Review by Emily Garside (Cardiff Metropolitan University)
Richard III directed by Jamie Lloyd as part of his third ‘Trafalgar Transformed’ series, sees an updated and bloody account of the history play. Lloyd aims with his ‘Transformed’ season to ‘thrill audiences while stimulating open debate and dialogue around the issues central to each play’ For Richard III with Martin Freeman in the title role and a fast-paced and bloody direction, there also seems to be an emphasis on the director’s desire to develop a new more diverse audience.
The production moves fast, at 2 hours 30 minutes, and it feels like a pacey political drama with added violence. Substantial cuts made to the text would probably go unnoticed to those unfamiliar with the text, and the narrative flows well making this an accessible engaging version of the play. In addition to the cuts, many of the off stage deaths are brought on stage, often in graphic detail. Much has been made of the violence and sheer volume of blood in this production (those in the first three rows are warned of being in a ‘splash zone’) and while, yes there was quite a bit of blood it didn’t’ feel particularly gratuitous. Seeing some of the usual off-stage deaths also brought characterisation or motivation home, further fleshing out what we already knew or felt about some characters. The end fight-‘showdown’ actually seems more appropriate, made good use of an issue that troubles many modern-dress Shakespeare plays, how to deal with the imbalance between guns and swords. In this case effective use of guns versus the knives (rather than swords) across the play makes a profound statement of violence at its close.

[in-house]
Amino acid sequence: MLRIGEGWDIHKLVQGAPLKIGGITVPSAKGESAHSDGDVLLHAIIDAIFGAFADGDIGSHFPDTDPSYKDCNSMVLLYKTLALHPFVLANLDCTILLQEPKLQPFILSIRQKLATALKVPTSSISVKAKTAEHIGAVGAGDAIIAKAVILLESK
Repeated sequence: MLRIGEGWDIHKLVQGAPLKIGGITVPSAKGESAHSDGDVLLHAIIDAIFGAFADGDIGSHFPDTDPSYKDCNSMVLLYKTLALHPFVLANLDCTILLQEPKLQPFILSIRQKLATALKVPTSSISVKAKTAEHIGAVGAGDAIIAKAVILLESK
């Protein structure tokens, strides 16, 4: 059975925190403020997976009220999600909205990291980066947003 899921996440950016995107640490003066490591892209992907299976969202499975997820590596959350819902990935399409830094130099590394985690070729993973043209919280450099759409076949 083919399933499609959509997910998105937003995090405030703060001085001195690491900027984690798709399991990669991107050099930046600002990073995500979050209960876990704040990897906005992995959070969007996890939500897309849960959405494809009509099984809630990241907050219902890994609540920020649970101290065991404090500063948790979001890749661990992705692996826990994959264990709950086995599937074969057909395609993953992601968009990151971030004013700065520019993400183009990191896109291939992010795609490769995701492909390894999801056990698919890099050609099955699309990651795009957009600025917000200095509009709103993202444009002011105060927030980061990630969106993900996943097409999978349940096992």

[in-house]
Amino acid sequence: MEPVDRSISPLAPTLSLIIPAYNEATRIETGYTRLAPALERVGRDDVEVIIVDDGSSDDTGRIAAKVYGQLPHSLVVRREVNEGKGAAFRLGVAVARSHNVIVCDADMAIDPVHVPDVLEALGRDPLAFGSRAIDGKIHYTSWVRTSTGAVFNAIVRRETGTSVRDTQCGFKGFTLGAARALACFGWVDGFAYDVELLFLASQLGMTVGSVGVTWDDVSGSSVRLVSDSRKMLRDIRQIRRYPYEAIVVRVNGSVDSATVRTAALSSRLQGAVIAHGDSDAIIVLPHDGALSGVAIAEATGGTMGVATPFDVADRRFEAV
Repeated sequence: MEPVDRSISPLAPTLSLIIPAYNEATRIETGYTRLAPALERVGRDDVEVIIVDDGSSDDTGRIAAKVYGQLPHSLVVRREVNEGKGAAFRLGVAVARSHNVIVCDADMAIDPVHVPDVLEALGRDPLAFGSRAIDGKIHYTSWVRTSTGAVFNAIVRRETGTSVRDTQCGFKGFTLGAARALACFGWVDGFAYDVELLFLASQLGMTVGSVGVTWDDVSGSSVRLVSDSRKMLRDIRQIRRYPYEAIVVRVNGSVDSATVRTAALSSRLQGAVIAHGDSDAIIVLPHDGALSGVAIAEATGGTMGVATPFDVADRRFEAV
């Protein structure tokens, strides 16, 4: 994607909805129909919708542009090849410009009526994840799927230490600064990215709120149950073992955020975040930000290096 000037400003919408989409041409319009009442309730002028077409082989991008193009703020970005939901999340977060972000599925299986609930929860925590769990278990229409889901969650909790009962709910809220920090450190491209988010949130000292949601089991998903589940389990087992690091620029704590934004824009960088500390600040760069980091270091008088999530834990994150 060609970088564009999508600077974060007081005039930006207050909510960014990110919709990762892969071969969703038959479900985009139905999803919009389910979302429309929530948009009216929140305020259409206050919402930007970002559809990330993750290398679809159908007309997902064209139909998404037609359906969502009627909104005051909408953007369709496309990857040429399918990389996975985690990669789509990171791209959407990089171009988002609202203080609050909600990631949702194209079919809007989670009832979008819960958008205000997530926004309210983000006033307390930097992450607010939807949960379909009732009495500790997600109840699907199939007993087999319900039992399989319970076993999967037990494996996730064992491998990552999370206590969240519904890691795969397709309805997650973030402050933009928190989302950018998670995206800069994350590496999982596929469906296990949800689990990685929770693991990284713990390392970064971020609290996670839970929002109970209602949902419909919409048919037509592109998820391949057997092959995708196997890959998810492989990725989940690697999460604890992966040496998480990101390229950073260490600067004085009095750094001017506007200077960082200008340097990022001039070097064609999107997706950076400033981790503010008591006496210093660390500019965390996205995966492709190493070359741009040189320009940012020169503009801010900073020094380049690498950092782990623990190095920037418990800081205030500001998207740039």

The 1970s political setting works well for Lloyd’s pacey production. It also works well in some of the slower scenes, in fitting with the back and forth and posturing of political debate. The claustrophobic set – the entirety of the action set in a cabinet office – also works well with the political heat and (literal) back-stabbing of the narrative.
The cast is strong, with a reduced cast fitting the edited nature of the text – stand out performance in particular from Jo Stone-Fewings as Buckingham who delivered a conniving and dark performance. Gina McKee as Queen Elizabeth and Maggie Steed as Queen Margret also provide strong female roles in this testosterone filled play. Freeman’s Richard goes against a more common approach to bring a more cautious, calmer but no less nasty Richard to life. I fully believed his attitude, inspired by his physical deformities. In his scheming he is a carefully planned and poisonous, in that sense a true politician Richard. Personally I missed the charismatic scheming Richard I’ve come to associate with this play. It is still an accomplished performance and fully in fitting with what Jamie Lloyd is trying to achieve with this modern political production.
p.s. Cardiff Shakespeare has a new twitter account – at the same handle @CardiffShakes. Please re-follow!